September 15th-November 25th, 2006

The Museum Herakleidon presented the exhibition, Carol Wax-Shadowplay with 100 works from the museum's collection.

Carol Wax, born in 1953, in New York City, is an internationally recognized artist who has worked both on paper and on canvas, but is best known for her mezzotint engravings. Her prints are in numerous museum collections, including The Metropolitan Museum of Art, The National Museum of American Art, The Philadelphia Museum of Art, The Brooklyn Museum of Art, and The Boston and New York Public Libraries.

Honors include: 1987 and 2003 New York Foundation for the Arts Artist's Fellowships; Concordia Career Advancement Award, 2004; The American Academy of Arts and Letters Louise Nevelson Award for Printmaking, 1994; residencies at The Mac Dowell Colony (1986) and Marie Walsh Sharpe Art Foundation's Space Program (1996-97); and over thirty prizes in international competitions.

In addition to mezzotint workshops and lectures presented throughout the country, she has been on the faculty at the Rhode Island School of Design, New York University, and The State University of New York at New Paltz. Carol Wax is also the author of The Mezzotint: History and Technique, considered the definitive work on the subject and published by Harry N. Abrams, Inc., in 1990, and in soft cover in 1996.

An exhibition catalog, a bilingual edition (Greek-English) was also published by the museum.

Carol Wax was also present for a series of lectures during which she demonstrated the technique of mezzotint engraving:
- Saturday 16/9 17:30-19:00 Mezzotint engraving demonstration with audience participation.
- Sunday 17/9 12:00-13:30 Mezzotint Workshop 
- Tuesday 19/9 19:00 Lecture: "Mezzotint engraving: history of an art form".
- Thursday 21/9 19:00 Lecture: "Parallel perspectives in pencil,
pastel, paint and print".
- Friday 22/9 18:00-19:30 Mezzotint Workshop
- Saturday 23/9 17:30-19:00 Mezzotint engraving demonstration with
audience participation.

Artist statement

"My images of commonplace objects reflect my personal experience of the ordinary as extraordinary. Most people rarely think about the "stuff" that takes up space in our lives but, to me, even the most ordinary items seem magical. I often depict old instruments, mechanical devices, and fabric because their repetitive patterns create rhythms of light, shadow, and form that can be manipulated to convey my phantasmagorical perceptions. The ability to achieve dramatic lighting effects through the mezzotint engraving process makes it the ideal medium for rendering the typewriters, sewing machines, electric fans, movie projectors, and other objects I often use as subjects in my images. In depicting mechanical objects from past eras as icons, whose functions are now forgotten, their forms are transformed into art. Although my style may be categorized as representational in the nature morte tradition, to me still-life doesn't mean dead weight. By portraying my subjects transcending their status as lifeless objects I strive to depict the anima in the inanimate".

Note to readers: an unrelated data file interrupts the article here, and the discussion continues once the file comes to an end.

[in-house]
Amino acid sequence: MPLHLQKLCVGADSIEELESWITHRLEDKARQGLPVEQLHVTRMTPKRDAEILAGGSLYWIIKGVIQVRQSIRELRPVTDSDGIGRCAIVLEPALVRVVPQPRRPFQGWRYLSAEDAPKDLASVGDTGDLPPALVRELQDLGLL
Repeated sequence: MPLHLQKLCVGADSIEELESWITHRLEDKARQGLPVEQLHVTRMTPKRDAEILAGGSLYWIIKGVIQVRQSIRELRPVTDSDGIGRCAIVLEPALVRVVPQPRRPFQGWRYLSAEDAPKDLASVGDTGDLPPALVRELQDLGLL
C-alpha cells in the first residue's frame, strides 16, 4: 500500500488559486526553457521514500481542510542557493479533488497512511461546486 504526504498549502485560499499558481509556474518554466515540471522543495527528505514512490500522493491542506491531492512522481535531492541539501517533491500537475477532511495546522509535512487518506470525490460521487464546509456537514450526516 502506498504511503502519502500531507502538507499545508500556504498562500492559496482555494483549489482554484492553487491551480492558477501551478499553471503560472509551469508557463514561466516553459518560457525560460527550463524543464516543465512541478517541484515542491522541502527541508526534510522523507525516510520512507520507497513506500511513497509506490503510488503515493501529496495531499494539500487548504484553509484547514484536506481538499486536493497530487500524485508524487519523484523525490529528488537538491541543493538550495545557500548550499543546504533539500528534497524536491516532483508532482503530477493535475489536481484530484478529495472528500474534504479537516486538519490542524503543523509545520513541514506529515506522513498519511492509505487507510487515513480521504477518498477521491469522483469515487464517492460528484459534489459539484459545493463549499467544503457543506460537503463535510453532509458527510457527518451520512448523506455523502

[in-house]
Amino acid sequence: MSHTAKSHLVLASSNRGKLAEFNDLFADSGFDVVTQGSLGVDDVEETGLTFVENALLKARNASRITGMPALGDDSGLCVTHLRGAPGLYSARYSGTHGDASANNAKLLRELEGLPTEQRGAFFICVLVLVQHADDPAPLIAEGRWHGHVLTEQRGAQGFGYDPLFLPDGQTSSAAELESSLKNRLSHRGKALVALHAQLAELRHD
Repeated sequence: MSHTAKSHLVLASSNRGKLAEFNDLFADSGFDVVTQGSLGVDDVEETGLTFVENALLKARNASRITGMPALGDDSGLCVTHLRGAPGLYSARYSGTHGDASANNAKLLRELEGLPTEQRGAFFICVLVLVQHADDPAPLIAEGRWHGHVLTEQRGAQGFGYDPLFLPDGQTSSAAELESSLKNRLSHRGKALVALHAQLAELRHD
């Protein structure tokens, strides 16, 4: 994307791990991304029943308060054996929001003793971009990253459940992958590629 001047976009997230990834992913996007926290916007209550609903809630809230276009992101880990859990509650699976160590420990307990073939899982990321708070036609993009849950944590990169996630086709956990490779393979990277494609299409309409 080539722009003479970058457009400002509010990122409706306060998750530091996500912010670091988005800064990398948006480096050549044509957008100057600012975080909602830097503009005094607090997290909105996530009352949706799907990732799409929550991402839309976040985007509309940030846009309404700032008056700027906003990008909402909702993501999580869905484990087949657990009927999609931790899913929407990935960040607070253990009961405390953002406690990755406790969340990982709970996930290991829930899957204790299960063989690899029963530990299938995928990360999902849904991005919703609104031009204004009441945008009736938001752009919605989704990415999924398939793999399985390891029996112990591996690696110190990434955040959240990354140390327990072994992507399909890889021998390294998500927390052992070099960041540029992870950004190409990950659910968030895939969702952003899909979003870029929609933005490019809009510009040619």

The techniques of Carol wax have been compared to those of M.C. Escher. Visitors to the museum had the opportunity to compare the Shadowplays that are so unique to the mezzotint process. In the permanent M.C. Escher Room of the museum, along with other rare works being exhibited, the museum had on display its entire collection of M.C. Escher mezzotints.

Important Note: The Museum Herakleidon is one of the three holders of a complete set of mezzotints made by M.C. Escher (eight in total) and the only museum in the world that is exhibiting them simultaneously to the public.

Main Building: 16 Herakleidon Str, Thissio, 118 51 Athens, Greece,  Τ: 210 34 61 981, F: 210 34 58 225, Ε: 
Annex: 37 Apostolou Pavlou Str , Thissio, 118 51, Αthens, Greece, T: 211 012 6486, E: